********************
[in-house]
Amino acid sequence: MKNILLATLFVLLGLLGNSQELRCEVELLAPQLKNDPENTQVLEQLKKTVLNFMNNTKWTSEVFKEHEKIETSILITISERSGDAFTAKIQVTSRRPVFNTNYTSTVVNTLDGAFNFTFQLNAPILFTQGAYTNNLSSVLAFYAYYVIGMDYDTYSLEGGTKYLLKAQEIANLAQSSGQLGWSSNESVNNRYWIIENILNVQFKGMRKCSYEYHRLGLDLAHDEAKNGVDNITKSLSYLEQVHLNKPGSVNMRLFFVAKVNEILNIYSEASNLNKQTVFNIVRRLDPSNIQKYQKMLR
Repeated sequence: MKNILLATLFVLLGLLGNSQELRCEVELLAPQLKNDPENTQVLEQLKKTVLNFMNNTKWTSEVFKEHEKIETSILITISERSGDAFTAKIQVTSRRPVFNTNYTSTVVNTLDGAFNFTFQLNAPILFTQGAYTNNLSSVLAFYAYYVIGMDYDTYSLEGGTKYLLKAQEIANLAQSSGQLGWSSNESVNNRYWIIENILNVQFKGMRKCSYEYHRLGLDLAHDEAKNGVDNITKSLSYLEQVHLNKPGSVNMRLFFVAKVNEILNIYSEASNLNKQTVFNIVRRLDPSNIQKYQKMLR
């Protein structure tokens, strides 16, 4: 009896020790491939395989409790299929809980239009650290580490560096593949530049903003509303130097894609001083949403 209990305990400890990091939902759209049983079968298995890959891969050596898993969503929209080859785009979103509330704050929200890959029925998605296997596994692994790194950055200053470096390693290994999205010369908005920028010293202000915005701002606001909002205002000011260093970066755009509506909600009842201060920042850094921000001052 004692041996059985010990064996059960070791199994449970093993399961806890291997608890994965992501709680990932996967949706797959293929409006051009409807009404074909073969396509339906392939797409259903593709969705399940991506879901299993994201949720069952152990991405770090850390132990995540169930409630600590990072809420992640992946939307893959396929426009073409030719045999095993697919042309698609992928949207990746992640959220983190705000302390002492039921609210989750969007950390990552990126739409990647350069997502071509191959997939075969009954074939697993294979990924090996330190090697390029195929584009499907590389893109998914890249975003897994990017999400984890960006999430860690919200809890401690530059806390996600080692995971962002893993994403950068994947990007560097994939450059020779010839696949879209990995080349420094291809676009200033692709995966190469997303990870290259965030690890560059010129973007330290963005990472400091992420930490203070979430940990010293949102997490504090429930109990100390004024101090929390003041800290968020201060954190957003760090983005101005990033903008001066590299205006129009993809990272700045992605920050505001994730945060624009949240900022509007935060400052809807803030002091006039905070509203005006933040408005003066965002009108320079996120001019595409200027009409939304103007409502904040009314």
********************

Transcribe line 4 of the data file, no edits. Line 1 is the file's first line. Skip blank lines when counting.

């Protein structure tokens, strides 16, 4: 009896020790491939395989409790299929809980239009650290580490560096593949530049903003509303130097894609001083949403 209990305990400890990091939902759209049983079968298995890959891969050596898993969503929209080859785009979103509330704050929200890959029925998605296997596994692994790194950055200053470096390693290994999205010369908005920028010293202000915005701002606001909002205002000011260093970066755009509506909600009842201060920042850094921000001052 004692041996059985010990064996059960070791199994449970093993399961806890291997608890994965992501709680990932996967949706797959293929409006051009409807009404074909073969396509339906392939797409259903593709969705399940991506879901299993994201949720069952152990991405770090850390132990995540169930409630600590990072809420992640992946939307893959396929426009073409030719045999095993697919042309698609992928949207990746992640959220983190705000302390002492039921609210989750969007950390990552990126739409990647350069997502071509191959997939075969009954074939697993294979990924090996330190090697390029195929584009499907590389893109998914890249975003897994990017999400984890960006999430860690919200809890401690530059806390996600080692995971962002893993994403950068994947990007560097994939450059020779010839696949879209990995080349420094291809676009200033692709995966190469997303990870290259965030690890560059010129973007330290963005990472400091992420930490203070979430940990010293949102997490504090429930109990100390004024101090929390003041800290968020201060954190957003760090983005101005990033903008001066590299205006129009993809990272700045992605920050505001994730945060624009949240900022509007935060400052809807803030002091006039905070509203005006933040408005003066965002009108320079996120001019595409200027009409939304103007409502904040009314």